Moyamoya disease is a rare, progressive cerebrovascular disorder caused by blocked arteries at the base of the brain in an area called the basal ganglia. The name “moyamoya” means “puff of smoke” in Japanese and describes the look of the tangle of tiny vessels formed to compensate for the blockage. Moyamoya disease was first described in Japan in the 1960s and it has since been found in individuals in the other countries around the world; its incidence is higher in Asian countries than in Europe or North America. The disease primarily affects children, but it can also occur in adults. In children, the first symptom of Moyamoya disease is often stroke, or recurrent transient ischemic attacks (TIA, commonly referred to as “mini-strokes”), frequently accompanied by muscular weakness or paralysis affecting one side of the body, or seizures. Adults may also experience these symptoms that arise from blocked arteries, but more often experience a hemorrhagic stroke due to bleeding into the brain from the abnormal brain vessels. Individuals with this disorder may have disturbed consciousness, problems with speaking and understanding speech, sensory and cognitive impairments, involuntary movements, and vision problems. About one in 10 individuals with Moyamoya disease has a close relative who is also affected; in these cases researchers think that Moyamoya disease is the result of inherited genetic abnormalities. Studies that look for the abnormal gene(s) may help reveal the biomechanisms that cause the disorder.
There are several types of surgery that can restore blood flow (revascularization) to the brain by opening narrowed blood vessels or by bypassing blocked arteries. Children usually respond better to revascularization surgery than adults, but the majority of individuals have no further strokes or related problems after surgery.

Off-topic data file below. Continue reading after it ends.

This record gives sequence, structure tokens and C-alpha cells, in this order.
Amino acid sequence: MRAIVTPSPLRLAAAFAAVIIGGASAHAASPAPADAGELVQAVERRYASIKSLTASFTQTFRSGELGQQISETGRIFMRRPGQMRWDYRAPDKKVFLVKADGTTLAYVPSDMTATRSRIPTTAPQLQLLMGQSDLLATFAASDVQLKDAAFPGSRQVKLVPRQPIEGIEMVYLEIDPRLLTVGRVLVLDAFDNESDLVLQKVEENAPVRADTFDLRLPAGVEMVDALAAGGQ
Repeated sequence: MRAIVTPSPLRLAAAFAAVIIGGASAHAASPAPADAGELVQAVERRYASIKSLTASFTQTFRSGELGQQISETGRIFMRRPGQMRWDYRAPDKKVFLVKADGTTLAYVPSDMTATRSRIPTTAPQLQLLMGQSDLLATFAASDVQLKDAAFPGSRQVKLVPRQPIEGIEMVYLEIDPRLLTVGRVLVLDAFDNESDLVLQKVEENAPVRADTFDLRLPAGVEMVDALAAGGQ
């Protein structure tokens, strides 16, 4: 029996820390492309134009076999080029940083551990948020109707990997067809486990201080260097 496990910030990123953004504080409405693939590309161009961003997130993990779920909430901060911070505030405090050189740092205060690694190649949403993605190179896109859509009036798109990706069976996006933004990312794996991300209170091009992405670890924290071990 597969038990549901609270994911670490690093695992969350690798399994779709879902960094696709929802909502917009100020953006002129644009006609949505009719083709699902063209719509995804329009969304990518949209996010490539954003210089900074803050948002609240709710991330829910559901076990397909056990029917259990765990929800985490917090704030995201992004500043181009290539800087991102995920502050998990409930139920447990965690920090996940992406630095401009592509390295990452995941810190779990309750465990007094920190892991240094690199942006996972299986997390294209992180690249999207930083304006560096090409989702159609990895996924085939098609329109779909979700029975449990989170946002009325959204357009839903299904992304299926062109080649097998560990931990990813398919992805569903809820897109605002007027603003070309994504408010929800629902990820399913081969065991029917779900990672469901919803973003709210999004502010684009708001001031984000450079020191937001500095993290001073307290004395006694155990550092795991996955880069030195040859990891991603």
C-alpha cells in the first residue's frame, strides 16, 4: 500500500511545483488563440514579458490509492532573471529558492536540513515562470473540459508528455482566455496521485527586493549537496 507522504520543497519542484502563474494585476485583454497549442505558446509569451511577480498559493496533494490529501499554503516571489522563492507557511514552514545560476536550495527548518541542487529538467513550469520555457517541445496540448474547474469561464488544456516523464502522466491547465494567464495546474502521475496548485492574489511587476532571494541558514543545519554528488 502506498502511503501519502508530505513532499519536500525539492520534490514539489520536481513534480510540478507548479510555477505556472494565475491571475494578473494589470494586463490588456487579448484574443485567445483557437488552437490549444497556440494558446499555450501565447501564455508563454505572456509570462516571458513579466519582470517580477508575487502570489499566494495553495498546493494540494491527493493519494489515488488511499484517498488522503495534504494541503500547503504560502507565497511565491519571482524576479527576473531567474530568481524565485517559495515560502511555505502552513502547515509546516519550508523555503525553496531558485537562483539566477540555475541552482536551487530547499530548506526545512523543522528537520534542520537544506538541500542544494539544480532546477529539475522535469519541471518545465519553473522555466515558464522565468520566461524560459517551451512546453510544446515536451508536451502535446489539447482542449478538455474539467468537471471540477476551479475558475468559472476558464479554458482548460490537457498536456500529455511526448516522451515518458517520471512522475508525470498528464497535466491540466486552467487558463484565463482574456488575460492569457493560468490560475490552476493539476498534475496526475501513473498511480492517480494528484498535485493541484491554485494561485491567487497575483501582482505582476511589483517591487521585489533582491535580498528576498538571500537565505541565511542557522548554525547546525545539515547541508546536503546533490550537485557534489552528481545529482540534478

Without surgery, the majority of individuals with Moyamoya disease will experience mental decline and multiple strokes because of the progressive narrowing of arteries. Without treatment, Moyamoya disease can be fatal as the result of intracerebral hemorrhage (bleeding within the brain).
The mission of the National Institute of Neurological Disorders and Stroke (NINDS) is to seek fundamental knowledge about the brain and nervous system and to use that knowledge to reduce the burden of neurological disease. The NINDS conducts and supports neurological research aimed at understanding why diseases develop in the brain, and that focus on finding ways to prevent, treat, or cure them. Anti-angiogenic therapy uses drugs that either activate and promote cell growth or directly block the growing blood vessel cells. NINDS-funded researchers are testing the anti-angiogenic drug Apo-Timop, part of a class of drugs called beta-blockers, which may lead to the development of new anti-angiogenics for people with vascular malformations. In other research, Other NINDS-funded research hopes to improve the understanding of this disease by determining whether infections injure blood vessels and thereby predispose children to stroke. It will also determine causes of recurrence, a crucial step toward developing ways to prevent repeated strokes in children.
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Last Modified February 2, 2016